Krombacher 0% was a partner of the Association of German Cyclists in 2018 and even supplied Pyeongchang Winter Olympic Games athletes with more than 3,000 liters of their beer.

If athletes can benefit from and enjoy non-alcoholic beverages in this fashion, why can’t gamers and E-sports participants?

There are many reasons why alcohol-free beer is a better choice than soda. For example, 0% alcohol beer contains more antioxidants, minerals, vitamins, and proteins, and less sugar than soda.

Another reason for gamers to love non-alcoholic beer is the fact that it won’t make you fat like  normal beer consumption can. Alcohol-free beers are generally 95% water and low in calories, so they aren’t fattening.

With all these facts kept in mind, there is no reason not to serve chilled alcohol-free beers at E-sports events.

Should E-sports Be Strictly 0.0% Beers?

E-sports are no longer seen as something strictly enjoyed by teenagers and children—they are highly competitive events enjoyed by mostly adults. And just like any other sporting event that involves adults, beer and other alcoholic beverages aren’t considered taboo.

Of course, serving alcohol isn’t quite normal, but sponsorships are common, with brands like Ballantine’s, Johnnie Walker, and Heineken advertising at an event in Brazil, for example.

Does this mean alcohol should be available for drinking at E-sports gatherings? Maybe not, as most of the participants and guests would rather focus on gaming than getting drunk.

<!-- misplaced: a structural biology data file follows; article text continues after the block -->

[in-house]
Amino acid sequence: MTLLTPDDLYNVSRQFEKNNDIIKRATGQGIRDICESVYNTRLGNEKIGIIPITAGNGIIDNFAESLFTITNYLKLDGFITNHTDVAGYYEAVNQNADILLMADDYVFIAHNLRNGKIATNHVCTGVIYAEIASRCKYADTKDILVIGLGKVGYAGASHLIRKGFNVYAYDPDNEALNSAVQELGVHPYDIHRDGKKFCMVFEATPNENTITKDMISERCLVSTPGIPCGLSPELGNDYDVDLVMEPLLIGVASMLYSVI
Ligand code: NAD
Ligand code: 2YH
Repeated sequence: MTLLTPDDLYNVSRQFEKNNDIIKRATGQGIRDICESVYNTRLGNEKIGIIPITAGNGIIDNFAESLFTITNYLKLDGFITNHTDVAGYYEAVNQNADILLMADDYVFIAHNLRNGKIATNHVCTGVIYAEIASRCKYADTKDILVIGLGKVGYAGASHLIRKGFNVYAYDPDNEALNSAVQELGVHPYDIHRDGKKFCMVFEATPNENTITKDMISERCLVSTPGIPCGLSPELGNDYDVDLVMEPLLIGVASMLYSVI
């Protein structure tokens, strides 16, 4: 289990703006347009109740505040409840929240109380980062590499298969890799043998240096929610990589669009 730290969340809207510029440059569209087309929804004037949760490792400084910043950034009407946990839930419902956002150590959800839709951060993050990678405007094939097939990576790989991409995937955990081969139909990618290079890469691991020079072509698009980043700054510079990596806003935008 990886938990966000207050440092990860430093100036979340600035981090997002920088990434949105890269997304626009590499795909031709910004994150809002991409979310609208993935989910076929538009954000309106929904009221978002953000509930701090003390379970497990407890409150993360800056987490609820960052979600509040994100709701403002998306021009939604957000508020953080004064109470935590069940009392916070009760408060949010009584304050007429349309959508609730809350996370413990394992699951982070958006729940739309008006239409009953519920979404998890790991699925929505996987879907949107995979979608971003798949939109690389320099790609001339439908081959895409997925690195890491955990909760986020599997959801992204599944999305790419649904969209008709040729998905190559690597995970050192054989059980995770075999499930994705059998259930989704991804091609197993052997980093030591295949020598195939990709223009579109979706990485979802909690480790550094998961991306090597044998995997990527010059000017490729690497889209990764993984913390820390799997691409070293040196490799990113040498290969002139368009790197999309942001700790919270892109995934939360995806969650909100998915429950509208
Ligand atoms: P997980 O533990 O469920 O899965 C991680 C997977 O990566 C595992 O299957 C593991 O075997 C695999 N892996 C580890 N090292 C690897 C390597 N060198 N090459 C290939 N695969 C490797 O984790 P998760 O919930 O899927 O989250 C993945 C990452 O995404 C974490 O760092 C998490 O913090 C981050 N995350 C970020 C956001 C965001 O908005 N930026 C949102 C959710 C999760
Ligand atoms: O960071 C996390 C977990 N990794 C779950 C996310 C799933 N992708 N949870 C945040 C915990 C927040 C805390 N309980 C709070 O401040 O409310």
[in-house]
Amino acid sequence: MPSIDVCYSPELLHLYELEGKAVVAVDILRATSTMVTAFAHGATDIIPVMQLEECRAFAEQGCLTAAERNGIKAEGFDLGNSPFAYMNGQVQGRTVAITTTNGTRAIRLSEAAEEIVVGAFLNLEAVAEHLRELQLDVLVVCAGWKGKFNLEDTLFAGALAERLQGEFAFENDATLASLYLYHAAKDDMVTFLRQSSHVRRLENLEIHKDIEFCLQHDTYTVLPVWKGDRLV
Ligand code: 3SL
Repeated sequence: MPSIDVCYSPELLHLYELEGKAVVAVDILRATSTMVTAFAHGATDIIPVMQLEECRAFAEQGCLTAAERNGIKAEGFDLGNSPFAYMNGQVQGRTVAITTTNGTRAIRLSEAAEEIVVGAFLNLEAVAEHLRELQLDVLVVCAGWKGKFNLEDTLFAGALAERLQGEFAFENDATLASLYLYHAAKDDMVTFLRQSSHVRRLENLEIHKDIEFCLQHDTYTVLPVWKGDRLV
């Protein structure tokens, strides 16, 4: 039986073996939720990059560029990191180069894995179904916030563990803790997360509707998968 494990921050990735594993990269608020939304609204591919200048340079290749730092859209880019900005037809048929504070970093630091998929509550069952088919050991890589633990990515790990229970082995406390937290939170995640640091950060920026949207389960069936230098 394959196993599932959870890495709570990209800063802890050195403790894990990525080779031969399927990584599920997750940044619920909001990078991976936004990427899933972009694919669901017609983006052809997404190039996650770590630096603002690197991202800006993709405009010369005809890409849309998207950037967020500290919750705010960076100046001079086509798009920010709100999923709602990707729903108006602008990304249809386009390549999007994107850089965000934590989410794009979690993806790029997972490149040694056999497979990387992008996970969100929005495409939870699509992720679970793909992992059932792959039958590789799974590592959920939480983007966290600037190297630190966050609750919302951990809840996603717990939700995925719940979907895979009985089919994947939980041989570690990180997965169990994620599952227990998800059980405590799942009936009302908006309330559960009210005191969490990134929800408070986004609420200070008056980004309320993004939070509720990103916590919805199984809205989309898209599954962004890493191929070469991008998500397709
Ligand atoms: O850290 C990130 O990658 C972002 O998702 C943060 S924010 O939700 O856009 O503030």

As such, non-alcoholic beers might be very welcome as they are not going to cause intoxication or health problems. E-sports players can enjoy the taste of an ice-cold beer without worrying that they’ll mess up after a few rounds.

Sponsorships between breweries and E-sports events are definitely a good thing and are helping more people take part in them and enjoy the fun that is to be had with competitive gaming.

Because there are many children either taking part in E-sports or watching the players, any beverages served should be strictly alcohol-free. Although the children’s parents may not allow them to drink even 0% beer, at least there won’t be the risk of them getting exposed to anything stronger at these events.

Non-alcoholic Beer and Gaming

Gen Z is increasingly turning away from alcohol, preferring a sober curious lifestyle, so non-alcoholic beer might become their drink of choice at E-sports, gaming livestreams, and other gaming events. The future looks good for non-alcoholic beer, and it’s likely that it will become the most popular choice at gaming conventions and similar occasions since it doesn’t come with the risk of inebriation. 

Non-alcoholic beer can be a great way to unwind while gaming without losing concentration. This can be seen after the recent partnership between Heineken and Riot Games, which saw Heineken become a sponsor of the Brazilian League of Legends Championship.

These guys take their games very seriously, and if they trust Heineken’s 0.0% beer, the rest of us can too. As long as the marketing of these drinks is ethical, it can and should be welcomed as part of E-sports in the future.